- The "method of payment," which is the second factor to which the Board traditionally has given significant weight in the taxi-cab industry, also supported a finding that SuperShuttle's franchisee-drivers were independent contractors. The franchisees paid a flat monthly fee, which did not vary based on revenues earned. They were entitled to all of the fares they collected from customers and did not share the fares in any way with SuperShuttle. The franchisees' freedom to keep all fares they collected, coupled with their unfettered freedom to work whenever they wanted, provided them with significant entrepreneurial opportunity.
- The "instrumentalities, tools and place of work" factor also supported an independent contractor finding. The primary instrumentalities of the franchisees' work were their vans and a Nextel dispatching system. The franchisees made a significant investment by purchasing or leasing their vans and paid for the Nextel dispatching system through their monthly fee. They also paid for gas, tolls, repairs and any other costs associated with operating the vehicles. The franchisees possessed the vans full-time; they parked the vans at their homes; and there were no restrictions on the franchisees' using their vans for personal use.
- The "supervision" factor weighed in favor of an independent contractor finding as well. The franchisees generally were not supervised by SuperShuttle. The only daily communication between the franchisees and SuperShuttle was through the Nextel dispatch system. However, the franchisees had the right to accept or decline any job, and they were not given assigned routes.
- An independent contractor finding also was supported by the parties' agreement, which stated unequivocally, in bold letters, that the franchisee was not an employee of SuperShuttle and that the franchisee acknowledged that it was the independent owner of its business. In addition, SuperShuttle did not provide franchisees with any benefits, sick leave, vacation time or holiday pay, nor did it withhold taxes from the franchisees' pay or make any other payroll deductions.
- Certain other factors admittedly supported an employee finding. For example, there was no evidence that the franchisees had any particular skill or required any specialized training; driving was not considered a "distinct occupation"; and the franchisees' driving was a part of SuperShuttle's regular business. SuperShuttle clearly was involved in the business of transporting customers and its revenues came from providing that service. However, these factors were insufficient to tip the scales in favor of an employee finding, particularly when viewed through the prism of entrepreneurial opportunity.
SuperShuttle Dissent Argues That Employee Status Is Evident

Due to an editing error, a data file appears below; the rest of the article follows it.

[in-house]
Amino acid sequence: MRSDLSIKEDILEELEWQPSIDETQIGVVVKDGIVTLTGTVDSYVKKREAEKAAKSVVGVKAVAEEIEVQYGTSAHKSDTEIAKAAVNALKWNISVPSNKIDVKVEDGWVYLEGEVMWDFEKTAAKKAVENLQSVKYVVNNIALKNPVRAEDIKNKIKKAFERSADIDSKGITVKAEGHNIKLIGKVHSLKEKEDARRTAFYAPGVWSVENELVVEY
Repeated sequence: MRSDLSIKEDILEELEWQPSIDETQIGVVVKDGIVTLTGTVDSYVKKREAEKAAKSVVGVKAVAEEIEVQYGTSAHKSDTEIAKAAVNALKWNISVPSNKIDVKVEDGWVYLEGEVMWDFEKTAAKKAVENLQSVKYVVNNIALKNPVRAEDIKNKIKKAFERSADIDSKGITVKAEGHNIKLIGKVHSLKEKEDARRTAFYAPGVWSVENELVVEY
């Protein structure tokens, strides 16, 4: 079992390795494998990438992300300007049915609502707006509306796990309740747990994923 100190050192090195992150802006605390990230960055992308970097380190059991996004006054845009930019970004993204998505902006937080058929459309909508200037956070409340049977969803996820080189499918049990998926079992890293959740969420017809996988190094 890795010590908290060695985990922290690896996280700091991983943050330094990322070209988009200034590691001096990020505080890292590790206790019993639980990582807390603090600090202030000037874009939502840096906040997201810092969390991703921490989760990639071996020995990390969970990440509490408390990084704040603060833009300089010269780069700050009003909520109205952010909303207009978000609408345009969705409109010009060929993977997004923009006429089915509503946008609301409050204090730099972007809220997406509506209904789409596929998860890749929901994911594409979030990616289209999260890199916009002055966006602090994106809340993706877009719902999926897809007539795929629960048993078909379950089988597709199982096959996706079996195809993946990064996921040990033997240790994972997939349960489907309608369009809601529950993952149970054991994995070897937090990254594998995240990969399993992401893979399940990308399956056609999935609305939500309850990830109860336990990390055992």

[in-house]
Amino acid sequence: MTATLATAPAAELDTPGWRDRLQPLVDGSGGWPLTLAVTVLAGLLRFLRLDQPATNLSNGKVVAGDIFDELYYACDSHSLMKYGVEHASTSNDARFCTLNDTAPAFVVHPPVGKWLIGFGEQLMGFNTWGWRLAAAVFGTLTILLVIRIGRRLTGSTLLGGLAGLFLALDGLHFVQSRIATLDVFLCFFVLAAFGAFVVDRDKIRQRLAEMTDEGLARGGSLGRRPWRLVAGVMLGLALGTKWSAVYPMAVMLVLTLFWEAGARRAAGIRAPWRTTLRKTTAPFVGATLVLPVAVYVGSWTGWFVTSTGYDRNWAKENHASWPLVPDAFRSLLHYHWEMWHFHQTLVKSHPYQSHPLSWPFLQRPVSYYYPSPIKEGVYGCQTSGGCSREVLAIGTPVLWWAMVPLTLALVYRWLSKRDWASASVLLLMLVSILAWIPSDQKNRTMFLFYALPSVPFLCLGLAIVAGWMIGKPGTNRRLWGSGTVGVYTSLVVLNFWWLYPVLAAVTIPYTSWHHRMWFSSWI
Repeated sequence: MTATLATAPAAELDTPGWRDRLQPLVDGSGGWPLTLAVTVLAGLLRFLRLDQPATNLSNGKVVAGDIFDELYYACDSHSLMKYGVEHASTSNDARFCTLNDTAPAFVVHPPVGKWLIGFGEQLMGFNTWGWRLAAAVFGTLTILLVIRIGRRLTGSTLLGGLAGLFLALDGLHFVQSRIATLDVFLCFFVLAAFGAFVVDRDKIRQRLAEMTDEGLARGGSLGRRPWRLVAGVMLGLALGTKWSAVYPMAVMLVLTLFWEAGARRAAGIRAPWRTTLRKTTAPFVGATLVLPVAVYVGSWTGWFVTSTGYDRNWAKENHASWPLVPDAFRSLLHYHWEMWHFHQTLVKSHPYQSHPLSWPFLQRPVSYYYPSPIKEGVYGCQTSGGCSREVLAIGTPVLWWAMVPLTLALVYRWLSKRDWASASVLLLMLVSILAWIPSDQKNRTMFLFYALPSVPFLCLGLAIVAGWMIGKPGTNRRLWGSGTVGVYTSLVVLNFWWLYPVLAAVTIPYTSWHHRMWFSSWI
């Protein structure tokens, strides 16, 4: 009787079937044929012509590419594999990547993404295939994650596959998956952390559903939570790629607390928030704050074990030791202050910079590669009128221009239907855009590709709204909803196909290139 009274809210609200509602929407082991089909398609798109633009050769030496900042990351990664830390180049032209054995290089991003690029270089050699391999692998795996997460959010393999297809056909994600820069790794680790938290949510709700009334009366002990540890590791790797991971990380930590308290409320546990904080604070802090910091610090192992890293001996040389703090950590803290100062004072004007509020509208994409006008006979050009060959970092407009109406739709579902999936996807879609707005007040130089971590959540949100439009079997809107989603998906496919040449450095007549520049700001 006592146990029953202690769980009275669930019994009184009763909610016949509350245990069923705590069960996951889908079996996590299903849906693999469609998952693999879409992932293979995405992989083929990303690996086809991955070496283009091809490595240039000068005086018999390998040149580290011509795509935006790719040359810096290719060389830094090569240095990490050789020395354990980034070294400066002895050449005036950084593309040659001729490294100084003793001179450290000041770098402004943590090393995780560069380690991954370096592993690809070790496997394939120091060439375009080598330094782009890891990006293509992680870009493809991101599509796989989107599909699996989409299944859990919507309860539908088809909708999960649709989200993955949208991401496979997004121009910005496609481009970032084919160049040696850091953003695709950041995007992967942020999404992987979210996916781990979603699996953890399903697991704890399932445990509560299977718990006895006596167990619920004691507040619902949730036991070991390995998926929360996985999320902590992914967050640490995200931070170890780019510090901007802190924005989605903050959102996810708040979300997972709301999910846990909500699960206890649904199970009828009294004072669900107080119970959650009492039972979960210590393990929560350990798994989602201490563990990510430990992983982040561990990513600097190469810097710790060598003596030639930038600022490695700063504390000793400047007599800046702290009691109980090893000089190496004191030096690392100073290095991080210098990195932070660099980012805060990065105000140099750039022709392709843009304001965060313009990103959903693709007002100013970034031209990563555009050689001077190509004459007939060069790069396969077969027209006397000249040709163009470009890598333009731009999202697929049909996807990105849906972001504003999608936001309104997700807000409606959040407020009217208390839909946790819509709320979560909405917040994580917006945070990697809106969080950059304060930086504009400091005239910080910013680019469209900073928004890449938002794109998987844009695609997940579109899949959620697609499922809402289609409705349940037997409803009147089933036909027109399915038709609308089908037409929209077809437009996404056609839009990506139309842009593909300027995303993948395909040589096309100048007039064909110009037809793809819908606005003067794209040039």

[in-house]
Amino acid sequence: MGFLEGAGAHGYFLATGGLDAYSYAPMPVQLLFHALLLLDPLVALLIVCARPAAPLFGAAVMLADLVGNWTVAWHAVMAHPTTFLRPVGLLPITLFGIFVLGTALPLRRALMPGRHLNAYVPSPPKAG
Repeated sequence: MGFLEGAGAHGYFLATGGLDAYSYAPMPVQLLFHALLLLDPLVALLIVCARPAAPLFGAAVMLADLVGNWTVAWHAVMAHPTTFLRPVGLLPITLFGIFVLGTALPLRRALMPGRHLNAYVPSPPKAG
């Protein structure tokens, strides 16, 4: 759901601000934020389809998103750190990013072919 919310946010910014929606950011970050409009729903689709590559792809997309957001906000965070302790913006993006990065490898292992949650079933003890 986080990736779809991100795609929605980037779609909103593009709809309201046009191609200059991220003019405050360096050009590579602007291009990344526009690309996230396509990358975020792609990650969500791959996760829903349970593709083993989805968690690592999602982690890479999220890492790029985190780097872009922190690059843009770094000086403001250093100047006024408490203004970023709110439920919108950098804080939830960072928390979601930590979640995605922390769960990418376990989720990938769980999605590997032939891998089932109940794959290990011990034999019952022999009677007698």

The SuperShuttle decision is not without internal disagreement. One of the four Board members deciding the case wrote a vigorous dissent. The dissenting member opined that "any reasonable interpretation and application of the common law test for determining employee status," which everyone agreed was controlling, should lead to the conclusion that "the SuperShuttle drivers are, in fact, employees."
According to the dissent, the drivers perform work that is the core of SuperShuttle's business, subject to a non-negotiable franchise agreement that pervasively regulates their work. They could not possibly perform that work for SuperShuttle without being completely integrated into SuperShuttle's transportation system and its infrastructure. In addition, unlike independent businesspeople who operate in the marketplace, the franchisees are expressly prohibited from working for any SuperShuttle competitor. Therefore, applying traditional common law principles, and even taking "entrepreneurial opportunity" into account in a way that recognizes the "reality of the actual working relationship," SuperShuttle's drivers are not independent in any way. They are employees who should be permitted to organize and possibly replace the governing unit franchise agreement with a collective bargaining agreement.
The SuperShuttle decision restores the traditional independent contractor analysis and assures businesses using the franchisee model, particularly in the taxi-cab and shared-ride industries, that the independent relationships they believed they were establishing will, in fact, operate as intended. It marks a clear departure from the economic realities test that is more likely to result in a finding of employee status. However, it is important to remember that the strong dissent represents a contrary view, which could become the majority view again in the future, as it was in the past. Therefore, it is important to stay abreast of developments and keep at least one eye on the horizon.
Information contained in this alert is for the general education and knowledge of our readers. It is not designed to be, and should not be used as, the sole source of information when analyzing and resolving a legal problem. Moreover, the laws of each jurisdiction are different and are constantly changing. If you have specific questions regarding a particular fact situation, we urge you to consult competent legal counsel.